>A young scientist friend is putting together a guide book, and reusing black
>and white line drawings from an earlier text. He is scanning them into his
>computer, and they will be reduced by 50%. Does anyone have any hints on how
>to get the best possible results from an acknowledged second hand source?
>This is Dick Rauh asking- I can't figure out how to rid myself of New User.
>(Will gladly accept advice on that issue ,too)
Are the drawings line art or grayscale or color? If they are line art,
scanning is not so problematic. You can try simply scanning the artwork as
line. I suggest scanning at or close to the final size, at as high a
resolution as feasible. For line work 1200 dpi is optimum, but in actuality
600-800 dpi can produce nice results. Line work may also be scanned as
grayscale if you wish to hold fine detail. 300 dpi should be adequate
resolution for grayscale images.\
If the work is grayscale already, then it has already been screened. Look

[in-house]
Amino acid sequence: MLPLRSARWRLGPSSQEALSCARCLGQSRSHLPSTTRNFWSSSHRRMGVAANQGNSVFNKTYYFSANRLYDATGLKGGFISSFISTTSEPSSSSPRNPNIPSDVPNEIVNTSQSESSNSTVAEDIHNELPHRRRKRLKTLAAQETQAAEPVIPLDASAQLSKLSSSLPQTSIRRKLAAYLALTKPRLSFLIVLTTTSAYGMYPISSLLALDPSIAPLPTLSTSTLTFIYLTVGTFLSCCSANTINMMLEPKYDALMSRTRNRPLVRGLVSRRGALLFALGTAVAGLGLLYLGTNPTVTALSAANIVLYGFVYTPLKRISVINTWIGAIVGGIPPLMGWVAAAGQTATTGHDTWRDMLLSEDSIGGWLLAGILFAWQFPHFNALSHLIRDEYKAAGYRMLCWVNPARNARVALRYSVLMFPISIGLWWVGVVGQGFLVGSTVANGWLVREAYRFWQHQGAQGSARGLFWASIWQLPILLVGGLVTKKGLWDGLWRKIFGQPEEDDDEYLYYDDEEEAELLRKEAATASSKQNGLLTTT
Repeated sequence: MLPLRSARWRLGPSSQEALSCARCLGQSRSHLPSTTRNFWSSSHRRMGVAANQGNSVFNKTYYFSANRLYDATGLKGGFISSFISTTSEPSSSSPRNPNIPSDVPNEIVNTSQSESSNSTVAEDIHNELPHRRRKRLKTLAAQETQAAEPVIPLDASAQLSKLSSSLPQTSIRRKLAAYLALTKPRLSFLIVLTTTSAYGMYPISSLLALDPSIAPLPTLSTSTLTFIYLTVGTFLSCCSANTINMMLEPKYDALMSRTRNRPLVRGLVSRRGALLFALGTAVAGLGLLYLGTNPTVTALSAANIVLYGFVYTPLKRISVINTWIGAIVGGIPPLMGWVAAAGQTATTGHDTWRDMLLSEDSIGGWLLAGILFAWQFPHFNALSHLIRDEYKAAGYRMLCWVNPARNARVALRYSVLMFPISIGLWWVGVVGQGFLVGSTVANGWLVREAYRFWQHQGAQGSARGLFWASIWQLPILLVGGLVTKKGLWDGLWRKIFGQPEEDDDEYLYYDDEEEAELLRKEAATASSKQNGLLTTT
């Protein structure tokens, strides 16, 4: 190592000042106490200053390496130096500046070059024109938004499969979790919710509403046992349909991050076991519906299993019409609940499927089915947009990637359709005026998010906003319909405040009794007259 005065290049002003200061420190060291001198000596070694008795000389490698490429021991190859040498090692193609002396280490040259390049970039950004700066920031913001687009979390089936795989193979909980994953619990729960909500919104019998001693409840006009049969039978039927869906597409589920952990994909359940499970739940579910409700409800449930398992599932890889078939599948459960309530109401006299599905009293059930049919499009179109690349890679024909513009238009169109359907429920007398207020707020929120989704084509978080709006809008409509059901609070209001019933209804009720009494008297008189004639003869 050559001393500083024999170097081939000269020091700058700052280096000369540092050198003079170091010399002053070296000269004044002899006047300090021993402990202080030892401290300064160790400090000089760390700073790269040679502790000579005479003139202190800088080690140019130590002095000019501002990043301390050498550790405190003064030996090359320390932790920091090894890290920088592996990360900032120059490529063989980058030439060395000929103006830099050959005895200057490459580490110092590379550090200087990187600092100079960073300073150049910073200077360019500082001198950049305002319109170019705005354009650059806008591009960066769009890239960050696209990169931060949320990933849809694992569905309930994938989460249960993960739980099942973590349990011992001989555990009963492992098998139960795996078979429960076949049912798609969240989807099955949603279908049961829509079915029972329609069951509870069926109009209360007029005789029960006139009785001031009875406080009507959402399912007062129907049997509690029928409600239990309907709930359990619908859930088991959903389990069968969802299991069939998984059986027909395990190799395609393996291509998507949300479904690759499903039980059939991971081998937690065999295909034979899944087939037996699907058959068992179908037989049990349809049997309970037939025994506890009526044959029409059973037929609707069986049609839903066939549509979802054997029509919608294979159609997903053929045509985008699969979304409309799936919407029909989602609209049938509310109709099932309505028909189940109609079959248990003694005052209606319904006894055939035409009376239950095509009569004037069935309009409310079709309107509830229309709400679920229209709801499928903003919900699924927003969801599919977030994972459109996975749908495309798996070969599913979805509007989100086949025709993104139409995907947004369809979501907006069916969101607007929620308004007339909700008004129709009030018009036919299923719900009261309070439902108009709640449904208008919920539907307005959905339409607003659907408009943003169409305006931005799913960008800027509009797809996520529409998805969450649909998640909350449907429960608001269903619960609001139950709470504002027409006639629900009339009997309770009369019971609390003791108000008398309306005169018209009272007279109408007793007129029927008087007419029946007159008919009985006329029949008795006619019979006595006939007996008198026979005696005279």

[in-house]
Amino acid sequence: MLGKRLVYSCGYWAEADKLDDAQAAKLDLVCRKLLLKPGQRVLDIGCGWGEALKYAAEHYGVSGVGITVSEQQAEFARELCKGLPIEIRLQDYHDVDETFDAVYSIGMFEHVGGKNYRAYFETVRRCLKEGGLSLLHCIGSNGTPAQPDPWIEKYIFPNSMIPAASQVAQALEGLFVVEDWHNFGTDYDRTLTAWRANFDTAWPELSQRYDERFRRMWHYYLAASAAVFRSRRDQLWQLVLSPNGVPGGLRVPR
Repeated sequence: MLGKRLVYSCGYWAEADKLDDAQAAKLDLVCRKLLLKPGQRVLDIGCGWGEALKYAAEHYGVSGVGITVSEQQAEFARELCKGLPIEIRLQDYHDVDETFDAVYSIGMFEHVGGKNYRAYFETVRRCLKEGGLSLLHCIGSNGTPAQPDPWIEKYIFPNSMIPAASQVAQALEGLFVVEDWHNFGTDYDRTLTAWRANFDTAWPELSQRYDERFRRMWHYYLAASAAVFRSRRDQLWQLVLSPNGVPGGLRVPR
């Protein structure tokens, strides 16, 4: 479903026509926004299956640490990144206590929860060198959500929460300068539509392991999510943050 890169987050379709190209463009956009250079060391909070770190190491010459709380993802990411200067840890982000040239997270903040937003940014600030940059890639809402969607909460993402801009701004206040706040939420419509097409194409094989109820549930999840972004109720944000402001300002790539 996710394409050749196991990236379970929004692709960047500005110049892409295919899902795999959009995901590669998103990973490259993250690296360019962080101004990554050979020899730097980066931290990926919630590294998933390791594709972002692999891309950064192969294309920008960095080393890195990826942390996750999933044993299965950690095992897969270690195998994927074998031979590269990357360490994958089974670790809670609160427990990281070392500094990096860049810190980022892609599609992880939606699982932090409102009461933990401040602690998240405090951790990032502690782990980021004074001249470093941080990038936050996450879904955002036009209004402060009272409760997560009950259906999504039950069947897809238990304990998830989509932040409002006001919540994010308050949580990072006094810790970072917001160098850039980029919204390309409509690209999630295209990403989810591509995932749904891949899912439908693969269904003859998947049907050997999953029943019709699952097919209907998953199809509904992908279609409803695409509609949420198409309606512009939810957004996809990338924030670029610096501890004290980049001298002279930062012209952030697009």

for a descreening filter in your scanning software. This will alleviate the
dread moire pattern that often results from scanning work already printed.
If the scanning software does not have a descreening filter, then scan the
work at 200% and turn the artwork at a slight angle on the scanner. Then
resize and rotate in Photoshop... this usually helps decrease any moire
An excellent source for scanning is the book REAL WORLD SCANNING AND
HALFTONES or something to that effect.
Hope that helps.
Assistant Professor of Fine Arts
Indiana University South Bend
1700 Mishawaka Avenue
South Bend, IN 46616
Ph: 219 237-4124
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